Scientists in Singapore have developed a toilet that is an environmentalist’s dream come true. Led by Associate Professor Wang Jing-Yuan, Director of the Residues and Resource Reclamation Centre the researchers from the Nanyang Technological University (NTU) have engineered the “No-Mix Vacuum Toilet” that is part of an entire sewage system that separates liquid and solid waste products. The revolutionary toilet then directs the two waste streams to where they will do the most good. For example, the liquid by-products would be diverted to a processing facility where they can be broken down to extract such valuable minerals as potassium, phosphorous and nitrogen which are used as fertilizer. Meanwhile, the solid waste is transported to a bioreactor where it will ferment to produce methane gas. They hope to eventually use waste methane exclusively instead of non-renewable natural gas for home use and the generation of electrical power.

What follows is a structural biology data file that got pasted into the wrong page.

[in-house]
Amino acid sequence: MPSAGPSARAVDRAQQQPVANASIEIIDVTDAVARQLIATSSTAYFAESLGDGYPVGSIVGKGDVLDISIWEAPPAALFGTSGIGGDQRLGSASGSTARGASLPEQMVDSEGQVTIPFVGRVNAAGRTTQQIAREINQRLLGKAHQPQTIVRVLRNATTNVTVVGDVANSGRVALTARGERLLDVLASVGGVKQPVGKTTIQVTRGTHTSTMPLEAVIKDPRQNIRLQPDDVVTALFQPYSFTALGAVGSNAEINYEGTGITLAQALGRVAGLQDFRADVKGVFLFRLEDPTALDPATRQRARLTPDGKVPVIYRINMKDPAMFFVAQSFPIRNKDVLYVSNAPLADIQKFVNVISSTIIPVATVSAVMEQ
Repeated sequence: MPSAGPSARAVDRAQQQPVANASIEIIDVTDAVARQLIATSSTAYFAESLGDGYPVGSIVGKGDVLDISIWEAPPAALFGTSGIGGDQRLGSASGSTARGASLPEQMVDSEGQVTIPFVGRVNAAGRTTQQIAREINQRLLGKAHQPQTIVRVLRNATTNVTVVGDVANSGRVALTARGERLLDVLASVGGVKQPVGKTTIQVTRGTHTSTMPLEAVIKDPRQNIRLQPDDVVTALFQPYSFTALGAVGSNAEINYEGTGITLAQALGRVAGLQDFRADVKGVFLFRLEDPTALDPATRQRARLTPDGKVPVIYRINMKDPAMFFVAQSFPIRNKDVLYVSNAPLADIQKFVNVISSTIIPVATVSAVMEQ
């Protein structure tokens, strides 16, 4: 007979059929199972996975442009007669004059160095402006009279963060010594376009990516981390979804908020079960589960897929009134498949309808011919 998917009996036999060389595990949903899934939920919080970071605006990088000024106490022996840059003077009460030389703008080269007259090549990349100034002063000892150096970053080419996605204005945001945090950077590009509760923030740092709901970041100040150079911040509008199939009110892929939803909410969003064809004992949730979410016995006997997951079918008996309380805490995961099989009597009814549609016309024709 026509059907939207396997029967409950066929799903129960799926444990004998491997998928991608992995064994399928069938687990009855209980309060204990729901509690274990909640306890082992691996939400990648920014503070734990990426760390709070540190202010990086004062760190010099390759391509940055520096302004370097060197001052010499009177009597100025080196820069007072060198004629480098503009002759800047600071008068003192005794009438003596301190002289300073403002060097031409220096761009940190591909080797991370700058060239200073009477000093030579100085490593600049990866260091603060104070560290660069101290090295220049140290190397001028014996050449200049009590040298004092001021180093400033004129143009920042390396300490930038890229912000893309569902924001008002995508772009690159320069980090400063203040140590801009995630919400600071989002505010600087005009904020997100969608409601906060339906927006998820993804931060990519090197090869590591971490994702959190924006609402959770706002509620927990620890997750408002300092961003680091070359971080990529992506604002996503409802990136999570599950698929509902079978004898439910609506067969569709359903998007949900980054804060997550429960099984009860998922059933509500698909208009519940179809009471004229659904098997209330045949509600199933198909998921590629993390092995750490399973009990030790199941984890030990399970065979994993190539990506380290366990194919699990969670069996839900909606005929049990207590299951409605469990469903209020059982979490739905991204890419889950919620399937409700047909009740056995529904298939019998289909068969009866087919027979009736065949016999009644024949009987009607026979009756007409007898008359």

According to its research team leader, there are a number of desirable aspect of the vacuum-actuated system. For example, because the solid and liquid wastes are separated at the source and not transported to a central processing center for separation, the transportation costs are significantly reduced. As well, with a vacuum system, much like airplanes routinely employ, the water use per flush is a fraction of what even a low-flow toilet would use. This is of critical concern to countries who do not have constant, secure access to potable water, such as in Singapore.
The government of that country must have taken the thrust of this research seriously, despite the pricey up-front costs such a system would require. It provided the research team with a $10 million grant to develop the technology required to implement such a design.